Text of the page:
Cooperation between science and policymaking: How can we support the local administrations?

  • Knowledge about regional population forecasts can be a useful instrument to be used by local and regional administrations for short-term planning, e.g. in the areas of schools, kindergartens and care facilities. Local stakeholders should have access to their current demographic situation through national and regional institutions providing necessary data and knowledge. However, the non-linearity of demographic trends should be considered when analising population projections for policy planning to avoid deterministic conclusions that can hinder investments in infrastructure. 
  • The cooperation between communities and municipalities and researchers and research institutions can be enhanced by rural proofing at local, national and European level assessing the impacts of certain policies on rural communities. The Rural Observatory by EU and national agencies for rural proofing can support local authorities with data and suggestions for adaptation strategies. The data availability at the local level and analysis of local conditions can be safeguarded by rural observatory programs in coordination with scientific institutions and local stakeholders.
  • Generating a common understanding of demographic trends and challenges with the help of inventories and forecasts has proven to be successful. Data availability and data analysis can aid and help to local policymakers in adapting to demographic trends and the challenges they need to face in the present and future. Dedicated minds and creative formats can improve the know-how transfer and reach multipliers by turning academic language into generally understandable content. This can be achieved through transdisciplinary meetings with researchers, policymakers and practitioners and the production of strategic dissemination materials such as brochures, videos, podcasts, etc.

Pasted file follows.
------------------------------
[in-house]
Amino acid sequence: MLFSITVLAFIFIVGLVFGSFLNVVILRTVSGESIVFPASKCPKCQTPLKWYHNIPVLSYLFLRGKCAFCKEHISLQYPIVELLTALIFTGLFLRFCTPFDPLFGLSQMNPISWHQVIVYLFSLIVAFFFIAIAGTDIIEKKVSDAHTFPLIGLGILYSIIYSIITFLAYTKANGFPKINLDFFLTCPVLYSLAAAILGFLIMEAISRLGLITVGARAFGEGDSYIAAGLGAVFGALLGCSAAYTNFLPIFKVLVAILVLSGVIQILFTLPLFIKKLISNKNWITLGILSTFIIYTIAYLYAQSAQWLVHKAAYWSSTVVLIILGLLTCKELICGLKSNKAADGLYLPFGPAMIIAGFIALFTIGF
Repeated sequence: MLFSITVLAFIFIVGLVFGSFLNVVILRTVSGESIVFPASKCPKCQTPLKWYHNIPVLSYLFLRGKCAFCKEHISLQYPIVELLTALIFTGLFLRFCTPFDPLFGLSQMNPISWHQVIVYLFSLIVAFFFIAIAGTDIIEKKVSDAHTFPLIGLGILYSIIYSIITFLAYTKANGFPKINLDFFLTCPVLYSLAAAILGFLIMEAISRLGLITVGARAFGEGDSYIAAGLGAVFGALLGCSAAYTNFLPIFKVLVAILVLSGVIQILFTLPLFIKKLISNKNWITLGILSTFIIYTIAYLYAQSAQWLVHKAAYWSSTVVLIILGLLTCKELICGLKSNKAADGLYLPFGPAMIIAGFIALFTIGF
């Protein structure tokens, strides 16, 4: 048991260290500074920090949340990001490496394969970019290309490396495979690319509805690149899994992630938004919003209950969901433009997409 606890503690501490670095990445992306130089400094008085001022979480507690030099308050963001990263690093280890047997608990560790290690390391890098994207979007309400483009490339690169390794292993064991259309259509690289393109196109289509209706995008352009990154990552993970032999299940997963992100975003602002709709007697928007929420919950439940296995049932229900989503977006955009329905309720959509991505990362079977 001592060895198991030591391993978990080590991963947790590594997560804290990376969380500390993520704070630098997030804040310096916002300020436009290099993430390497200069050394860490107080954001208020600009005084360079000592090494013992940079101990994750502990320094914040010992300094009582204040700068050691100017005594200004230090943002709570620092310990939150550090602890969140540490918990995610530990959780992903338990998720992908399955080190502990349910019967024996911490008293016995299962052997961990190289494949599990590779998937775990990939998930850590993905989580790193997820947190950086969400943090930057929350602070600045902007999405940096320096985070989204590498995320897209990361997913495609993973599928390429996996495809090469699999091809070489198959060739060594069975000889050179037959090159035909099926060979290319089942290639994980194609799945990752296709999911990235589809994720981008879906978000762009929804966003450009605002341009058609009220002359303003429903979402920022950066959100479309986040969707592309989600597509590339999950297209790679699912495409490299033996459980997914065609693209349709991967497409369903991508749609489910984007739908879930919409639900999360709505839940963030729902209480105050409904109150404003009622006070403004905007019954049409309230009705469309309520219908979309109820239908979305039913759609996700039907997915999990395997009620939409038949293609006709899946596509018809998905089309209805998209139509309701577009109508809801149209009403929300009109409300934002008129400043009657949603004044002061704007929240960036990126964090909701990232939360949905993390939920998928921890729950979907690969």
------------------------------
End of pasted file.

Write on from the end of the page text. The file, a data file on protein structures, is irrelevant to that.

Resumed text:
Planning for a collaborative and new future:

  • Development models based on territorial competition and growth of cities led to uneven city-regional dynamics generating territorial inequalities and imbalances. In many European regions, the uneven growth in the dominant urban cores results in the disadvantage of rural regions and smaller cities facing imbalanced growth in population size, economic activities and human capital. 
  • National public finance regulations can lead local municipalities to compete for population since local public resources heavily depend on the size of the population and tax revenues.
  • Instead of development models and funding schemes based on competition of regions, local and regional actors, collaborative modes of action and financing can help actors at different levels and regions to overcome territorial disparities and enhance social cohesion in the local and regional context.

Expert Participants

Anita Seļicka, Executive Director, Latvian Rural Forum

Federico Benassi, Senior Researcher in Demography, University of Naples Federico II

Francesco Pala, Officer - Young Elected Officials and Partners Engagement, Council of European Municipalities and Regions (CEMR)

Jana Hoymann, Deputy Head and Project Manager at the Department “Spatial Development”, Federal Institute for Research on Building, Urban Affairs and Spatial Development (BBSR)

Steffen Maretzke, Project Manager at the Department “Spatial Development”, Federal Institute for Research on Building, Urban Affairs and Spatial Development (BBSR)

Ugis Zanders, Adviser for the Priority Area "Sustainable and Prosperous Region", Council of the Baltic Sea States Secretariat